CRAFT Farm Tour
Ivy Creek Family Farm – Irrigation Strategies
Thursday – June 30th, 2016
The CRAFT tour at Ivy Creek Family Farm was our first swing at a Twilight Tour – a weeknight gathering of the CRAFT Cohort – and that night our focus was on “Irrigation Strategies.” Ivy Creek Family Farm sits along the Ivy Creek just outside the small town of Barnardsville. Paul & Anna Littman came to farming almost by happenstance. Both were working full time professional jobs when an opportunity to grow a bigger garden fell into their laps. After spending two years trading vegetables for the use of land and a tractor, Paul and Anna bought their 38 acre farm nine years ago, and later started leasing a few extra acres from their neighbor. Currently 8 acres are in cultivation. They produce A-Z vegetables, run a CSA, sell at tailgate markets and to restaurants. They also built a beautiful new pavilion last year so they can host weddings and other events on the farm.
We quickly jumped into the tour and our discussion on irrigation strategies. Paul began by admitting that most of the time he tries to avoid irrigating on the farm, wanting to do it as little as possible. But, this dry farming approach isn’t always the safest. For instance, when they planted potatoes this year they didn’t lay drip tape immediately, and despite the dry spring they looked beautiful, good and healthy, until suddenly they didn’t. By then though it was too late to lay down the drip tape and try to resuscitate them.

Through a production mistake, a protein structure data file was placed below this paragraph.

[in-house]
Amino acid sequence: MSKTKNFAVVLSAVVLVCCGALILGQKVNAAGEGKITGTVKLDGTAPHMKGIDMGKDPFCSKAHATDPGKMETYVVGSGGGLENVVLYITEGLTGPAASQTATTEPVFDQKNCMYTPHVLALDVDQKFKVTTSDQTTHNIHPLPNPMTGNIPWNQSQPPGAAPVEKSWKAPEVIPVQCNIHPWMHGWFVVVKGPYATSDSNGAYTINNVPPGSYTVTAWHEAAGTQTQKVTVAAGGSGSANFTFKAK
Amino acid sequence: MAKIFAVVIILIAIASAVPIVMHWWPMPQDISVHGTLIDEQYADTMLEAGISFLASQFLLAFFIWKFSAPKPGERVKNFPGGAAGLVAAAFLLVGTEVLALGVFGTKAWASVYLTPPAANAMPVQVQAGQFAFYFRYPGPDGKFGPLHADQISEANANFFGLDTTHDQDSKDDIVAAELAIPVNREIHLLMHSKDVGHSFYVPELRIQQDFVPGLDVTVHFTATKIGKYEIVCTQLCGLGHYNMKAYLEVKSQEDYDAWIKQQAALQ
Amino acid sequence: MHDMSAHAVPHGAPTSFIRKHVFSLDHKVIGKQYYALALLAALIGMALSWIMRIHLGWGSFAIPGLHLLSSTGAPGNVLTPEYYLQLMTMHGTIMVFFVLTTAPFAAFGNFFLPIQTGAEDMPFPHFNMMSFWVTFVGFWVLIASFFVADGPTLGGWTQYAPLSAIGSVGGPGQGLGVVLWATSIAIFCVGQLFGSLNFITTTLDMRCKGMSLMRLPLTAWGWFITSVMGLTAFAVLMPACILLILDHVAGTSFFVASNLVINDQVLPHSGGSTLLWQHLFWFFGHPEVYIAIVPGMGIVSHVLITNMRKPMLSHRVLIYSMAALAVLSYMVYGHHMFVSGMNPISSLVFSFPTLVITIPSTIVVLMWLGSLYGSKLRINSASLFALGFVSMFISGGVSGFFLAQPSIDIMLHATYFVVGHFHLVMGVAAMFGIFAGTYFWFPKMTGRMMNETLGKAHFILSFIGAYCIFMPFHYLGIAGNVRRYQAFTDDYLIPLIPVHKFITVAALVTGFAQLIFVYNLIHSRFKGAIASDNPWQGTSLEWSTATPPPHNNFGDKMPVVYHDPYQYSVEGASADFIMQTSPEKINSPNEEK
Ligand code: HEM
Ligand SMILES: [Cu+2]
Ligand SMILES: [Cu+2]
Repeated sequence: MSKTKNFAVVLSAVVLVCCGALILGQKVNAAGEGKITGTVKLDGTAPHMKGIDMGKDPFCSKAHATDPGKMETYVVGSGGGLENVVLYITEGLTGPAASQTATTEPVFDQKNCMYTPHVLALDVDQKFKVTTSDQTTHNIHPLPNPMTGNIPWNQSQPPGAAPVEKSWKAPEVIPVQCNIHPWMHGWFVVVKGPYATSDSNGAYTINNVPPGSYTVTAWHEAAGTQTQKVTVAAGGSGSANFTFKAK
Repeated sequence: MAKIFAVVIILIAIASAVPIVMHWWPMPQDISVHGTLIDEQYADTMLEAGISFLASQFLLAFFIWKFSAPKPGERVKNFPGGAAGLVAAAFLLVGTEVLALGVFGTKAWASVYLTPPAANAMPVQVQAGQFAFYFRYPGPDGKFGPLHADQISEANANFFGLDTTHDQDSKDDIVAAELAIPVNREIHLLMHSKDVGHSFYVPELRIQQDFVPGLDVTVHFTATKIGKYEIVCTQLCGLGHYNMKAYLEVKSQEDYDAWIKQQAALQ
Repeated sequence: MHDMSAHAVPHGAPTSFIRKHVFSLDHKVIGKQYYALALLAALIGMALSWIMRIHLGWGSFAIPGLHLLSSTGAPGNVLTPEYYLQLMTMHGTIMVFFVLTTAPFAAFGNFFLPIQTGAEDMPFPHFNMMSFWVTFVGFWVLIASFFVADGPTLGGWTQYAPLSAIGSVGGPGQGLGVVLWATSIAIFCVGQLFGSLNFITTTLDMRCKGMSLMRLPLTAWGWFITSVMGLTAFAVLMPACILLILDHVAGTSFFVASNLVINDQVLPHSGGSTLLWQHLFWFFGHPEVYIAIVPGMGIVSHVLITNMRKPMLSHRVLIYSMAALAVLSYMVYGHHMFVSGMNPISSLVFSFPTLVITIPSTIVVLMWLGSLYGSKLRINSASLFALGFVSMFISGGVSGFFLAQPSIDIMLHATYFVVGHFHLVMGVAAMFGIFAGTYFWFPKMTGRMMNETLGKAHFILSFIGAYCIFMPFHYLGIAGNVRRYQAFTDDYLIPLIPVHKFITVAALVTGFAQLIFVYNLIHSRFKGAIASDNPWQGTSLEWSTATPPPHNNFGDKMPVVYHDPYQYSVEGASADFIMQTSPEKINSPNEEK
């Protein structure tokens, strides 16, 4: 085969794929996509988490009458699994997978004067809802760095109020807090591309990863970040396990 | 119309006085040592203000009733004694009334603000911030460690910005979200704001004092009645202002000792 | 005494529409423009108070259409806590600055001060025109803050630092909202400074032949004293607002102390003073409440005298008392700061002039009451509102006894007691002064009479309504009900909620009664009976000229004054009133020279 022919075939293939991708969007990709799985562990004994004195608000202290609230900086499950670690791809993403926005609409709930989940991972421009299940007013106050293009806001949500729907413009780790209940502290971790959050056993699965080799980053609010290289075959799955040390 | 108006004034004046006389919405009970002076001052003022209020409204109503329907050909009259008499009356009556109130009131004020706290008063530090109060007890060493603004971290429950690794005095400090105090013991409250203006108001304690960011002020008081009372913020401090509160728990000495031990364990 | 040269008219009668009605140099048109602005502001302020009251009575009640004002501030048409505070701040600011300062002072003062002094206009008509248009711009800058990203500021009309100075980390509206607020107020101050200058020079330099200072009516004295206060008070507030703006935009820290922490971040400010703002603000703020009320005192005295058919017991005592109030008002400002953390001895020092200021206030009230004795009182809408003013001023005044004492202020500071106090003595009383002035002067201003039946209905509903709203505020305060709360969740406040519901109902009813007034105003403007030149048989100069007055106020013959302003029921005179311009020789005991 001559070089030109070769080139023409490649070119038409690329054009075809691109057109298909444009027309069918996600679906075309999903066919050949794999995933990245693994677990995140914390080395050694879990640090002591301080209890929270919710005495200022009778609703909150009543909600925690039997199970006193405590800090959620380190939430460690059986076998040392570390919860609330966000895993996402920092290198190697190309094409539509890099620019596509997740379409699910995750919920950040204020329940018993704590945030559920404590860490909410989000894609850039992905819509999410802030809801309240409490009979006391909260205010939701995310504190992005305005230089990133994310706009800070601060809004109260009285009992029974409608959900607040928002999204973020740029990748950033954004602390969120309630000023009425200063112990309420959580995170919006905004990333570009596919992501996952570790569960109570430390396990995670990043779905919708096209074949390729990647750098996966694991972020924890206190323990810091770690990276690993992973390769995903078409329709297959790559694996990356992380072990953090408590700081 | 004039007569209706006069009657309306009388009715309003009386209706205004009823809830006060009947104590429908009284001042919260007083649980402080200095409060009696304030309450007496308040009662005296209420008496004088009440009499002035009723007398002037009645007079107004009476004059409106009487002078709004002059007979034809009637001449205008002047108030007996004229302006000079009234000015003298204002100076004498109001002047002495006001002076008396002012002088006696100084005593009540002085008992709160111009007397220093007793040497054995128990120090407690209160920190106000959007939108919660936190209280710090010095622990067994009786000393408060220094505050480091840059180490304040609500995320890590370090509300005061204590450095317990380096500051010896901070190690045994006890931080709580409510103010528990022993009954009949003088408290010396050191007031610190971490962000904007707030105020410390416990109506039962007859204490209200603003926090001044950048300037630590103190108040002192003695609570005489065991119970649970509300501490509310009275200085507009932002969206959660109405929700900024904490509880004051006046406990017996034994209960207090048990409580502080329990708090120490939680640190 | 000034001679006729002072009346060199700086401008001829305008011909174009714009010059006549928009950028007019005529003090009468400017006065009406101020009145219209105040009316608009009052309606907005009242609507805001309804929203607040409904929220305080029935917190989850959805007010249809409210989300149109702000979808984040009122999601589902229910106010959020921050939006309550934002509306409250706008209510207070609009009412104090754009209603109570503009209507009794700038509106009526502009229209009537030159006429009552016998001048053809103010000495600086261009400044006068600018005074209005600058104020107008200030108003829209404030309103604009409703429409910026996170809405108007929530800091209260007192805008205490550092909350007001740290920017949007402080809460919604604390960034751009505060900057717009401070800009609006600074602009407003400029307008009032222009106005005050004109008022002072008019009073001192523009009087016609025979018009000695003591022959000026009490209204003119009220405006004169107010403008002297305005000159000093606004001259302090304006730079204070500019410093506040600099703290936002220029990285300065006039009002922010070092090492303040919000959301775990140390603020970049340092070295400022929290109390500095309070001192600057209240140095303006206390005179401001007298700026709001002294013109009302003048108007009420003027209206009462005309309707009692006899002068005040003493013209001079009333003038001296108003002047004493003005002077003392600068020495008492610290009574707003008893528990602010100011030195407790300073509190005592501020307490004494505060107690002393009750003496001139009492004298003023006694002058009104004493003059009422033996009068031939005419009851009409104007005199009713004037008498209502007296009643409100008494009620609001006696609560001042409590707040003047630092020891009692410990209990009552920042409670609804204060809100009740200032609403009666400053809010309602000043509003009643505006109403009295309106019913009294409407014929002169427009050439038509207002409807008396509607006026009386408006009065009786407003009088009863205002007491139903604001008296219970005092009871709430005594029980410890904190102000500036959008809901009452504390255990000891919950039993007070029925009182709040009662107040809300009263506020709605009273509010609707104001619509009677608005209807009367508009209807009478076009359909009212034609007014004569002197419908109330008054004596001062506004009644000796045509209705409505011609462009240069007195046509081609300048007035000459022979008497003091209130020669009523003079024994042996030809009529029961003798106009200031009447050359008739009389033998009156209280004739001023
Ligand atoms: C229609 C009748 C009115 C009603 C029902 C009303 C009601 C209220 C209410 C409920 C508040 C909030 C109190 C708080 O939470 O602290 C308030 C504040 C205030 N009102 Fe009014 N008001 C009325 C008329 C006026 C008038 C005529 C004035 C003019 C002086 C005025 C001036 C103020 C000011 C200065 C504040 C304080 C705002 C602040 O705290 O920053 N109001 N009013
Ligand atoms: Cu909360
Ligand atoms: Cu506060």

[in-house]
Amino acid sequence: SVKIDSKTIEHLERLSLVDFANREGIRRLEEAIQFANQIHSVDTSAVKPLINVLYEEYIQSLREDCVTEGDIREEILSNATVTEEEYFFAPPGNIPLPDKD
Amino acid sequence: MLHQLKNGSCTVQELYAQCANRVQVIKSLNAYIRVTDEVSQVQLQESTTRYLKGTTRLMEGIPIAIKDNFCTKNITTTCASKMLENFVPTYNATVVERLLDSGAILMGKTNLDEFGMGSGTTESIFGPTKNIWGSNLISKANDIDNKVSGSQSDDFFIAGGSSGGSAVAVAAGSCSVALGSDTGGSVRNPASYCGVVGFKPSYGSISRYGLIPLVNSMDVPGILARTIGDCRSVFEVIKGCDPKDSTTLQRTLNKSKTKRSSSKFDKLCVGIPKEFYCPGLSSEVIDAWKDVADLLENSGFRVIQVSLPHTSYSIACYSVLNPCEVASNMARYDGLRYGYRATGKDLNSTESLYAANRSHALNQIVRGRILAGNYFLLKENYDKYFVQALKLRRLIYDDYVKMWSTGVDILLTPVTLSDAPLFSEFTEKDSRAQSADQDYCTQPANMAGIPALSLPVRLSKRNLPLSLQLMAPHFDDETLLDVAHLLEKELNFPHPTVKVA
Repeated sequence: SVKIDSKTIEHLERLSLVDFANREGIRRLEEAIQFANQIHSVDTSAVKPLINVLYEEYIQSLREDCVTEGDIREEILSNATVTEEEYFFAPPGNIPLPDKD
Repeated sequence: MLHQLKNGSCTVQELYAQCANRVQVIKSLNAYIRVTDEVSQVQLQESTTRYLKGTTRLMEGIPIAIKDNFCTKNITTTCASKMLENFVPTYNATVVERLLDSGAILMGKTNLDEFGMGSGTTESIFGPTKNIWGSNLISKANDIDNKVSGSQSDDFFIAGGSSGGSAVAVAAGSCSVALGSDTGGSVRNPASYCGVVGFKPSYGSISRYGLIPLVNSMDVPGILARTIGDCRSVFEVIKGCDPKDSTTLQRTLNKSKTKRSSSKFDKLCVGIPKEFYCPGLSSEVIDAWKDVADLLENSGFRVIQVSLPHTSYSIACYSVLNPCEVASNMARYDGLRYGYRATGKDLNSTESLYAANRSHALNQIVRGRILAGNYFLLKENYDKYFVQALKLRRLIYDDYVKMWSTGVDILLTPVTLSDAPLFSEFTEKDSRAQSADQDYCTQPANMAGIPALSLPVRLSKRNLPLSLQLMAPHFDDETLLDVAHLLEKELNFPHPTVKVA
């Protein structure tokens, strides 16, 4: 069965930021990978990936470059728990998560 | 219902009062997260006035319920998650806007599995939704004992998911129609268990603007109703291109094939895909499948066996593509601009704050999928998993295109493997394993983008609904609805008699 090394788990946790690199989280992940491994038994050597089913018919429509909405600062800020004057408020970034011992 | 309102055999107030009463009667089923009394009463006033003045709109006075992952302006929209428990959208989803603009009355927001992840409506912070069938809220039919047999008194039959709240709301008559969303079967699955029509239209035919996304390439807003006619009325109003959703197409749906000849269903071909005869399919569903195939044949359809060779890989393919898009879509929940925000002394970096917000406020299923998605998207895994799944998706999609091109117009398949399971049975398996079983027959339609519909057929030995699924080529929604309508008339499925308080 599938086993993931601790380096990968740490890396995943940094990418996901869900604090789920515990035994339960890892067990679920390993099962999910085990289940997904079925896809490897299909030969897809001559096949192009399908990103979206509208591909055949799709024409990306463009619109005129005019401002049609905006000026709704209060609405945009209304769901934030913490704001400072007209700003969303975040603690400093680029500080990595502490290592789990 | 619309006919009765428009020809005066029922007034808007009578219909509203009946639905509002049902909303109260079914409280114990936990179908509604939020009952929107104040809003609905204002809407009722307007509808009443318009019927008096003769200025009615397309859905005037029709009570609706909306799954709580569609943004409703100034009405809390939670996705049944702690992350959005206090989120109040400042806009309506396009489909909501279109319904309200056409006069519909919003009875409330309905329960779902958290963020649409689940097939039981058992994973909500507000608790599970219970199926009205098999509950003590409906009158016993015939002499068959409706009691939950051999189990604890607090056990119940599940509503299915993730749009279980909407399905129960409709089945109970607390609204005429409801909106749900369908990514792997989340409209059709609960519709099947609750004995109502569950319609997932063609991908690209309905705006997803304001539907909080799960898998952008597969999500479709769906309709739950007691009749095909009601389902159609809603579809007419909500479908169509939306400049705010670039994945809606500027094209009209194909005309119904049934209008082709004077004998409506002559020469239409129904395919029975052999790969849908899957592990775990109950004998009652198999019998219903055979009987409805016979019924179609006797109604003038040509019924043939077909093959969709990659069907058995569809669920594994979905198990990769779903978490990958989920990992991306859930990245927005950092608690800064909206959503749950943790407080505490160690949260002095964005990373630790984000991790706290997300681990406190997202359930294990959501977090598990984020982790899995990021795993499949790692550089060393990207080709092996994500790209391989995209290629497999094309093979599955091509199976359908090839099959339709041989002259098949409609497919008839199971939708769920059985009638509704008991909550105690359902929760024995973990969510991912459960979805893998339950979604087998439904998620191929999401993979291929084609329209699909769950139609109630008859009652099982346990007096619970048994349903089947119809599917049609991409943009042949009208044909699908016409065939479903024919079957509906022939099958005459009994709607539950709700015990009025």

Paul then showed us the 3 horse power pump they use to pull water from the river to irrigate farm and discussed the benefits and drawbacks for it on his farm. Ivy Creek has been channelized over time as from landowners trying to control the wandering nature of the creek. So, when it rains the creek can quickly turn into a raging torrent kicking up plenty of sediment. Large amounts of sediment do not work well for using drip irrigation and can quickly clog up the lines. During the spring when the water is up, they have to spin out the sediment collecting in the pump filter every 10 minutes or so to keep the pump and system happy.
However, a benefit of drip irrigation and a central electric pump is that once it’s set up all you need to do is flick a switch and you’re good to go. Whereas, a “trash pump,” a mobile gas pump often used in construction, can be helpful if you don’t always need your water to be in the same place but adds extra steps. As Paul pointed out with irrigation, you don’t always need a giant pump, and there isn’t one set-up that is the go-to. You just need to know your irrigation needs find a system to fits your land and production systems..
For irrigation, Ivy Creek is set up in multiple zones. The pump can keep up with about eighty 100ft lines of drip tape or a ¾ acre field, and they irrigate in 1hr/field cycles. With a fixed pump location they have had to get creative with moving water across the farm and inevitably across roads. To avoid damaging the lay flat hoses that cross the gravel roads, the main conduits between the drip locations, they will wrap the hose in a second layer of lay flat for temporary protection and/or use cardboard boxes lining the ground underneath to help prevent punctures. And with quick connects they can easily un-do the hose and move it off the road when not in use to avoid driving on it altogether.